You come up to an intersection and there's a person with a cup hoping that somebody will drop a few coins or perhaps a dollar into the cup. What do you think when you see that person? You might think, "He probably made some bad decisions."
That's a fair judgment. But you don't really know why people end up on the street. None of us knows what has gone into the life of another person. We have no right to feel superior.
I'm not saying we always do, but I confess I know I feel that way. Why am I not out there on the street? We have to make sure that our attitude toward those who are like that publican, almost afraid to be in God's church, that we respect them, that we even look up to them and have empathy for their struggles.
I'll tell you something that happened in a parish church in this diocese not too long ago. A friend of mine told me about what happened. Her brother is a street person. Her mother is a daily communicant, so his mother is a daily communicant. He wanders the streets even in their neighborhood. You can imagine it breaks that mother's heart to see her son seeming to be abandoned, but surely, I know this mother would want him to get the help he needs, but with his mental illness, which it is, he doesn't do it.
It happened for a few days in a row in a period of cold weather when she was at weekday Mass, a small community of people there; he sat in the back pew. That went on for two or three days.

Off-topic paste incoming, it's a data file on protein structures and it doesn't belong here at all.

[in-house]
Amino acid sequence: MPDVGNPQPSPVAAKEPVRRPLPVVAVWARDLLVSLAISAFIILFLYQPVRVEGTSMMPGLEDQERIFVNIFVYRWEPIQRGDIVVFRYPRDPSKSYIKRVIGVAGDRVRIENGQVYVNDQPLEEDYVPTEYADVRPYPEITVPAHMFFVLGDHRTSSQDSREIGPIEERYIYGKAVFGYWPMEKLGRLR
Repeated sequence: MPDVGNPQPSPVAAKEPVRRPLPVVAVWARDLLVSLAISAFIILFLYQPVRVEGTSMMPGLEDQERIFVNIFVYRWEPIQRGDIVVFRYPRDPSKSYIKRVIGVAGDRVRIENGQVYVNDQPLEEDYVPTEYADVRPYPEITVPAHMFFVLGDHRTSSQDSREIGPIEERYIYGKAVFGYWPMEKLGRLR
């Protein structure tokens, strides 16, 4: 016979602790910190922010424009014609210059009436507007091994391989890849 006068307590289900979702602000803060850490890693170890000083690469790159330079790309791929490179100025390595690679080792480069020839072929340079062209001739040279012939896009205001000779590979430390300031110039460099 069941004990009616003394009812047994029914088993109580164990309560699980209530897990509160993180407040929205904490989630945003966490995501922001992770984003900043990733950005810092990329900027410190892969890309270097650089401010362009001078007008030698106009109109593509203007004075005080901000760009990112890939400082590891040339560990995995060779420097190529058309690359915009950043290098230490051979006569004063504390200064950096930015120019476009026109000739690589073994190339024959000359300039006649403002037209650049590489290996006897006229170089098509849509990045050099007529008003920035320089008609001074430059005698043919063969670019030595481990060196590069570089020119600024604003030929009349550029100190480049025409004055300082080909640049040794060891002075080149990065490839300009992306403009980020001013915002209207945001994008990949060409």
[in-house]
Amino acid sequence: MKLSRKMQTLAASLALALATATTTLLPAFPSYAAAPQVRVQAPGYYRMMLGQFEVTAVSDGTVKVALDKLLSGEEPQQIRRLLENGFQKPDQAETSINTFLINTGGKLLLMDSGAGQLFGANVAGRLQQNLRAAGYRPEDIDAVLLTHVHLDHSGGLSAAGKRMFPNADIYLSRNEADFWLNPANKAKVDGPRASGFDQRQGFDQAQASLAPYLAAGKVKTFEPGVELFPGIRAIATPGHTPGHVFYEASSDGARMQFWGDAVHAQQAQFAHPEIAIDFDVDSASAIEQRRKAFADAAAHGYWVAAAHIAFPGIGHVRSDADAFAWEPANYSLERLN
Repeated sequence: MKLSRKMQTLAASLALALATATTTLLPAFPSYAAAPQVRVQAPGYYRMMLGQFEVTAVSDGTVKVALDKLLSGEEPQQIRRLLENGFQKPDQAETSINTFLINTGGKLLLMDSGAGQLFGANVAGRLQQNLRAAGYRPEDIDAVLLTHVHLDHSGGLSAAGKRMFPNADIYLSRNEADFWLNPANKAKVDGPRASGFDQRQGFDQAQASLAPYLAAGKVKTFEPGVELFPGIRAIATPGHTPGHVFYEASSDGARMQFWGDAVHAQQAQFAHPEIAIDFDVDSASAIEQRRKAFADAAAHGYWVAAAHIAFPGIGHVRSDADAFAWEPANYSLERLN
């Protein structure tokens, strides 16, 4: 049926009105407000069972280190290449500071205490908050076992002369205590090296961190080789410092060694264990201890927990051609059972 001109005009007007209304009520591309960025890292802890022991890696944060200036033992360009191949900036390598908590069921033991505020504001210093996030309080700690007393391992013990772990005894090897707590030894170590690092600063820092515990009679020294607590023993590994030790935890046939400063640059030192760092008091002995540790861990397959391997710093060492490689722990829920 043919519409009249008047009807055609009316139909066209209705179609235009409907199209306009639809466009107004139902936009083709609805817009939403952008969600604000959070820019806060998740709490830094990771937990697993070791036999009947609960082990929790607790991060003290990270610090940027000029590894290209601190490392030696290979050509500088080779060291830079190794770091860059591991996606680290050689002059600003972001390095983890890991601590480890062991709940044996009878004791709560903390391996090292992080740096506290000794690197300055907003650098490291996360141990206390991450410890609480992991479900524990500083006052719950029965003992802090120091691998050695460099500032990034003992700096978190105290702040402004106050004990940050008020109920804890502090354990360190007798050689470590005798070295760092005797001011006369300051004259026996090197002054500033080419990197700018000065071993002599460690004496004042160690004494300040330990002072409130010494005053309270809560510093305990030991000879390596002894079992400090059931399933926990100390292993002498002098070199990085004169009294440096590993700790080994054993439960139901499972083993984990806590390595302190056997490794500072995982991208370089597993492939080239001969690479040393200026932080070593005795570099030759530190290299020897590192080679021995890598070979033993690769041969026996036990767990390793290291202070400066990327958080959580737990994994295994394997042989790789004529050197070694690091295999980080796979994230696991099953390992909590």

The other people in the church complained, "That's embarrassing that he's sitting there and it smells." They said, "Father, can't you do something to get him out?"
The next thing you know, there was a sign on the door: Patrick Smith is not allowed in this church. The mother comes to church and sees the sign. He's turned away. It broke her heart.
Why would any church do that? Why would we not try to make our church welcoming to street people? They're the poorest of the poor that God (we just sang) hears the cry of the poor. God reaches out to the poor.
God loves the poor without making any judgment because we really don't know why another person ends up on the street. We need to respect those people, love them the best we can, try to bring changes in our society so that they can get the help they need that's probably mental illness of some sort.
Most of all, we must refrain from judging. We must not think of ourselves as superior. We must try to love every person and welcome them as God loves the poor, the vulnerable, or as the first lesson puts it: the widow, the orphan and the poor.
There's a lot for us to think about as we listen to this parable and to pray that we can be change if we need some transformation in our own mind and heart and spirit, so that we can, as we sang, hear the cry of the poor and respond as God does through Jesus with love.
Editor's note: This homily was given Oct. 26 at a confirmation Mass celebration at St. Ambrose Church, Grosse Pointe Park, Michigan. The transcripts of Bishop Thomas Gumbleton's homilies are posted weekly to NCRonline.org. Sign up here to receive an email alert when the latest homily is posted.